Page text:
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December 1, 2008

Determinants of Eating Disorders Symptomatology in Portuguese Adolescents

Author Affiliations

Author Affiliations: Department of Hygiene and Epidemiology, Medical School, University of Porto, Porto, Portugal.

Arch Pediatr Adolesc Med. 2008;162(12):1126-1132. doi:10.1001/archpedi.162.12.1126

Objective  To evaluate the association of psychological, biological, social, and familial characteristics and eating disorders symptomatology in 13-year-old Portuguese adolescents.

Design  Cross-sectional study.

Setting  Schools in Porto, Portugal.

Participants  Adolescents born in 1990 and attending schools in Porto, Portugal (n = 2036) completed a questionnaire at school containing the Eating Disorders Inventory (EDI) and Beck Depression Inventory, Second Edition. Anthropometrical measurements were also performed. A questionnaire addressing parents' characteristics was sent home with the adolescents.

Main Exposure  Psychological, biological, social, and familial characteristics.

Main Outcome Measures  Three core EDI subscales.

Results  After using multiple regression analyses, body mass index (calculated as weight in kilograms divided by height in meters squared) and depressive symptomatology for both sexes were positively associated with eating disorder symptomatology evaluated by the 3 core EDI subscales (drive for thinness, bulimia, body dissatisfaction). Parents' education had a significant positive effect on girls' drive for thinness and body dissatisfaction scores and a significant negative effect in boys' bulimia and body dissatisfaction scores.

Conclusions  Higher body mass index and higher depressive symptomatology were associated with more severe eating disorder symptomatology in both sexes. A sex effect on the association between socioeconomic status and eating disorder symptomatology was found; girls with higher socioeconomic status and boys with lower socioeconomic status presented more eating disorder symptomatology.

In the previous decade, the prevalence of eating disorders has progressively increased, whereas the severity of observed cases has progressively decreased.1 The substantial number of subclinical cases as well as the high prevalence of intermediate forms of dieting and eating concerns led to the continuum hypothesis that is defended by several authors.1-3 According to this hypothesis, eating disorders lie on a continuum ranging from normal eating to full-syndrome eating disorders. Studies regarding prevalence usually focus on the full-syndrome eating disorders, but less severe forms of eating disorders are believed to affect a large number of individuals, especially adolescent girls.4 According to the continuum hypothesis, subclinical levels of eating disorders differ only by degree. Those who exhibit subclinical eating disorders are considered at risk of developing full-syndrome eating disorders2,4,5; early recognition and swift treatment is imperative.6 This highlights the importance of studying the problem before the development of a full-blown disorder. In this context, it is essential to perform population-based studies that usually use self-reporting scales. High scores do not necessarily indicate a severe eating disorder; however, these scales can be useful to identify subjects at a subclinical level.7,8

Biological, social, familial, and psychological factors seem to be associated with eating disorders. Overweight has been studied as a cause of body dissatisfaction and eating disorders,9,10 and evidence suggests that the normative body fat increase associated with the onset of pubescence may predispose girls to eating disorders.10 Moreover, high social class was typically associated with eating disorders, especially anorexia nervosa.11 Familial and parental characteristics also have been considered significant in the development of eating disorders. Literature shows that a family's concern for weight and shape can contribute to a climate for eating disorders12 and parental modeling is correlated with weight-loss attempts and body esteem of the children.13 Considering psychological factors, depression and eating disorders, as clinical problems, are strongly associated.14,15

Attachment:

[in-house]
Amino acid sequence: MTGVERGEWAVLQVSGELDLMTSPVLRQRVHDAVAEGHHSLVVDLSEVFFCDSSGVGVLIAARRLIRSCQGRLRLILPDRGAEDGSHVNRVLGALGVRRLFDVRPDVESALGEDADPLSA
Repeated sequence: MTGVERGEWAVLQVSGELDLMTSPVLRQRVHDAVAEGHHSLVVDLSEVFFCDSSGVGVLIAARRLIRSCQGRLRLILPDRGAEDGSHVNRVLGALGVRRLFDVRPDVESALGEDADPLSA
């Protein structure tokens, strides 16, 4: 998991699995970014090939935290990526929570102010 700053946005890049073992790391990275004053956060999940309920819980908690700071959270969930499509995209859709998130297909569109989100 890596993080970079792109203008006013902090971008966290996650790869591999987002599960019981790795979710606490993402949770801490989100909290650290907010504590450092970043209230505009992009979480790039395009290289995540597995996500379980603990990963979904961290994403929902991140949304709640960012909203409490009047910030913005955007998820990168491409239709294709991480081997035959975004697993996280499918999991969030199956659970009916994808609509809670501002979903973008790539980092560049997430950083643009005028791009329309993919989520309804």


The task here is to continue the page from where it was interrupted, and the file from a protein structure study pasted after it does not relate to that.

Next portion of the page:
Although all of these potential determinants have been studied, conflicting results are found in the literature and more research is needed to clarify the associations between these determinants and eating disorders. Furthermore, the main body of research concerns bulimia nervosa and anorexia nervosa, which occur mainly in adolescence and late adolescence; there still is a lack of research concerning the determinant factors of milder forms of eating disorders that occur at younger ages. The aim of the present study was to evaluate the association of psychological, biological, social, and familial characteristics with eating disorder symptomatology in 13-year-old Portuguese adolescents.



Participants were evaluated in 2003 during the assembly of a cohort of urban adolescents born in 1990 enrolled at schools in Porto, Portugal, known by the acronym EPITeen (Epidemiological Investigation of Teenagers Health in Porto) and previously described in detail.16 The EPITeen study was approved by the ethics committee of the São João University Hospital and by Direcção Regional de Educação do Norte, the official entity that provides general orientation and regional policies for all schools in Porto. Policies and procedures were developed to guarantee data confidentiality and protection and written informed consent was obtained both from the adolescents and their parents or legal guardians.